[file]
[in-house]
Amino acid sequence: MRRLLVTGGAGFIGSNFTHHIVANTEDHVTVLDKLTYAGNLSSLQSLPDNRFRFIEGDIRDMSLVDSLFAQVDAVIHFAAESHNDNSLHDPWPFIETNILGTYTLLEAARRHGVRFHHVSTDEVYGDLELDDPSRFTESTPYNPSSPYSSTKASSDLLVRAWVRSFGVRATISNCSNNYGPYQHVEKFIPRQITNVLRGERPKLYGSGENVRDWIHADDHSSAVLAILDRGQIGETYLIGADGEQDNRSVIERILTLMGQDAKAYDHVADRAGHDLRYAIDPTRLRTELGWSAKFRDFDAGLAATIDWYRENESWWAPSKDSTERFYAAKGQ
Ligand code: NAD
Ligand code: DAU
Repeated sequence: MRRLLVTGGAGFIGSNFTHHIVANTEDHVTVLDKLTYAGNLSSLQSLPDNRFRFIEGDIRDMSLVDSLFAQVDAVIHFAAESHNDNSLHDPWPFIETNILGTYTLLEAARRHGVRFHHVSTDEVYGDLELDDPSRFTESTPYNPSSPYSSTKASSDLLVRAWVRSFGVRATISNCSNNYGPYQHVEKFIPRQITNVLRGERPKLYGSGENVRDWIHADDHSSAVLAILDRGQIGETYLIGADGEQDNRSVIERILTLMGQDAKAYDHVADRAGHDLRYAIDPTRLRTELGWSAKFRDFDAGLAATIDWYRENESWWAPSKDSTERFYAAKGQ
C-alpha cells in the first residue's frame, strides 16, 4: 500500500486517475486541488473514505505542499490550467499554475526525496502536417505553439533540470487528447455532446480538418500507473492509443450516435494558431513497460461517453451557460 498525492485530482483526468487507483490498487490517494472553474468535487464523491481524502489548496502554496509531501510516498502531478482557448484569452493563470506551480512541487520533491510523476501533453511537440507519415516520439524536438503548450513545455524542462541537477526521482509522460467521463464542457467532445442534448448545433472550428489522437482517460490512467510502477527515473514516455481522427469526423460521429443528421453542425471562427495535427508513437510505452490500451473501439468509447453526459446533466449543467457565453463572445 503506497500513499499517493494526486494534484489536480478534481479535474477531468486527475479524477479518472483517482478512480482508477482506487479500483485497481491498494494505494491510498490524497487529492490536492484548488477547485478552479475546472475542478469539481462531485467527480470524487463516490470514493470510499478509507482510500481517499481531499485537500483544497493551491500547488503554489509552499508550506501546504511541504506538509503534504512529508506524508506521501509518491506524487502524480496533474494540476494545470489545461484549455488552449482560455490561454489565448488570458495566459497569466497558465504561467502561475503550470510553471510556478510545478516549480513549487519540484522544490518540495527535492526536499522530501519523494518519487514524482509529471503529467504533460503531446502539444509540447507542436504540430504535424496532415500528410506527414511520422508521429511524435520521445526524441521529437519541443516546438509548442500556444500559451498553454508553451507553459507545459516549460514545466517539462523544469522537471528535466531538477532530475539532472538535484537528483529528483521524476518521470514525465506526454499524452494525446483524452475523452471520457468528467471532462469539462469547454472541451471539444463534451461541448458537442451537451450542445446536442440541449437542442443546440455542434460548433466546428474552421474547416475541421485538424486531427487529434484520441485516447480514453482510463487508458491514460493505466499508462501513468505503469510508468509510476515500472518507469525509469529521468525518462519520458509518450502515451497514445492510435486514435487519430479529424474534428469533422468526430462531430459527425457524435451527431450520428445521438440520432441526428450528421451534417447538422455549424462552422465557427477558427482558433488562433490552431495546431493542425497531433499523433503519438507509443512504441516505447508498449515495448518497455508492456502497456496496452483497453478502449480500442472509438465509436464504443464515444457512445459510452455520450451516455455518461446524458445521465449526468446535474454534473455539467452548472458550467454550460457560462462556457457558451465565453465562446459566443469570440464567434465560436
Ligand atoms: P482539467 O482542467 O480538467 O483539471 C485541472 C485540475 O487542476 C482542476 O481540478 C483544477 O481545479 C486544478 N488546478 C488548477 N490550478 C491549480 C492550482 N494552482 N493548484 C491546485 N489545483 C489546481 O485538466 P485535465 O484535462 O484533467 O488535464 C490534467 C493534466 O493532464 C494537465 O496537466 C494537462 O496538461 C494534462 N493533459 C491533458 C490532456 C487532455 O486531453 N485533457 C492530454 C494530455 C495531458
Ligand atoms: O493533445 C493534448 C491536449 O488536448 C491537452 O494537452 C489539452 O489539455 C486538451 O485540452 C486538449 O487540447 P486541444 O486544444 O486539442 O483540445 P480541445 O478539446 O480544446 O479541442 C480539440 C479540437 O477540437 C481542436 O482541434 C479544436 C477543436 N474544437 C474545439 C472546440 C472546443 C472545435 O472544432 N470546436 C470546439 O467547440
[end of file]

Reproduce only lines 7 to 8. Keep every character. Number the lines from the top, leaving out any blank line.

Ligand atoms: P482539467 O482542467 O480538467 O483539471 C485541472 C485540475 O487542476 C482542476 O481540478 C483544477 O481545479 C486544478 N488546478 C488548477 N490550478 C491549480 C492550482 N494552482 N493548484 C491546485 N489545483 C489546481 O485538466 P485535465 O484535462 O484533467 O488535464 C490534467 C493534466 O493532464 C494537465 O496537466 C494537462 O496538461 C494534462 N493533459 C491533458 C490532456 C487532455 O486531453 N485533457 C492530454 C494530455 C495531458
Ligand atoms: O493533445 C493534448 C491536449 O488536448 C491537452 O494537452 C489539452 O489539455 C486538451 O485540452 C486538449 O487540447 P486541444 O486544444 O486539442 O483540445 P480541445 O478539446 O480544446 O479541442 C480539440 C479540437 O477540437 C481542436 O482541434 C479544436 C477543436 N474544437 C474545439 C472546440 C472546443 C472545435 O472544432 N470546436 C470546439 O467547440